- Too different from other data (also known as outliers).
- Too similar to other data.
- Not applicable to the particular situation or application.
If data is incorrect due to errors, the errors may be the result of mistakes made during data collection or recording. Data that's not obtained in the right manner or from the right sources can also be garbage. Data points that are too different from the other data points in the set are known as outliers, which typically have values that are abnormally higher or lower than the average, affecting calculations and skewing the results.
Data points that are too similar to the other data points are said to be highly correlated or collinear. They make the model or system unstable so it makes incorrect inferences and produces garbage output. Missing data or data that's not applicable to the situation or application can prevent the system from generating significant results or producing biased insights.
In all of these cases, when the data is input into the system, it may result in misleading or incorrect results.
Other reasons for garbage output
Bad data is not the only reason for garbage output. GIGO also refers to incorrect thinking, incorrect assumptions and bias. All three are common problems in ML and AI applications. If the data scientist or modeler doesn't understand the issues being modeled, is biased in a certain direction or makes assumptions without proof, the resultant model may be inaccurate and produce garbage output.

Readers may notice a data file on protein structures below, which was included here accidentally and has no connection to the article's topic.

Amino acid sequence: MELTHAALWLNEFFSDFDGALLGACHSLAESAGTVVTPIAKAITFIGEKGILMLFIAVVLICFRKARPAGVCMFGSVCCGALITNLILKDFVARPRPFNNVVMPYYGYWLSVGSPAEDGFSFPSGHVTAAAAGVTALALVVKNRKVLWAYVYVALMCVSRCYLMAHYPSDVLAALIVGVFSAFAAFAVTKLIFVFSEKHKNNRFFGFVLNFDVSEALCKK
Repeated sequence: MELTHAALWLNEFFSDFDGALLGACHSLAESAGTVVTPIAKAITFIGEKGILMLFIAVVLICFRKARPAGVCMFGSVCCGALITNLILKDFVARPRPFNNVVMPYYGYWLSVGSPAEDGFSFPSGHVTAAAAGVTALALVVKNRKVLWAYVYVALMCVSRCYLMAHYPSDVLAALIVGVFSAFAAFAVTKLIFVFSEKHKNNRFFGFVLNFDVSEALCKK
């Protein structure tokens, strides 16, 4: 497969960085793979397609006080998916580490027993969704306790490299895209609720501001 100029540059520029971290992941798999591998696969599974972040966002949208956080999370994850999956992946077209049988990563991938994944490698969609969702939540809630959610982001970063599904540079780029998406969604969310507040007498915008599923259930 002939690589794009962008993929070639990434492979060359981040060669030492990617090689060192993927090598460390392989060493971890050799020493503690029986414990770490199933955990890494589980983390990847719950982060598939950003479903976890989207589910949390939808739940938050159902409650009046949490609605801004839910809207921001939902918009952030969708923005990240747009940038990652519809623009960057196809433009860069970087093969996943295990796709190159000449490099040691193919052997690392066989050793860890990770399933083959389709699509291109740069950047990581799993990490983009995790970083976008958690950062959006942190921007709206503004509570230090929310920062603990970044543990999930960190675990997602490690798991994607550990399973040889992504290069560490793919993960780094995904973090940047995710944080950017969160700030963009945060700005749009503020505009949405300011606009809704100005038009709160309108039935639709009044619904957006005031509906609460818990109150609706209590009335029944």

Incorrect theoretical and conceptual models are also a cause of garbage output, along with incorrectly labeled data. Examples of such models include conspiracy theories. Other sources of garbage include the following:
- Poor understanding of causality.
- Incomplete, missing or inaccurate documentation.
- Wrong hypotheses.
- Inadequate research.
- Use of incorrect methods or statistical tests.
- Misunderstanding of goals.
- Erroneous judgments and reliance on human intuition.
Going too fast and taking shortcuts can also be a source of garbage.
How master data management can eliminate GIGO
Master data management (MDM) is about creating a single master record for all data sources and applications. The best MDM processes use multiple technologies and processes to prepare the master record:
- Data integration.
- Data reconciliation.
MDM activities clean and enrich data and remove duplicate, redundant and erroneous entries. They also keep track of data sources and create audit trails of changes. In this way, they provide consistent, reliable data that can then be used for a wide range of applications without causing the GIGO problem. MDM also enables businesses to make more informed, data-driven decisions.
Apart from MDM, some other ways to improve the quality of input data and avoid GIGO include the following:
- Clean input data by correcting or removing erroneous values.
- Combine data from multiple sources.
- Reformat data, if necessary.
- Divide the data into training, test and validation sets before building the model.
- Set success criteria and assess the model's performance based on those criteria.
- Regularly review data sets to correct inaccuracies.
Learn about data governance and your master data management strategy and explore 9 data quality issues that can sideline AI projects. See why good data quality for machine learning is an analytics must.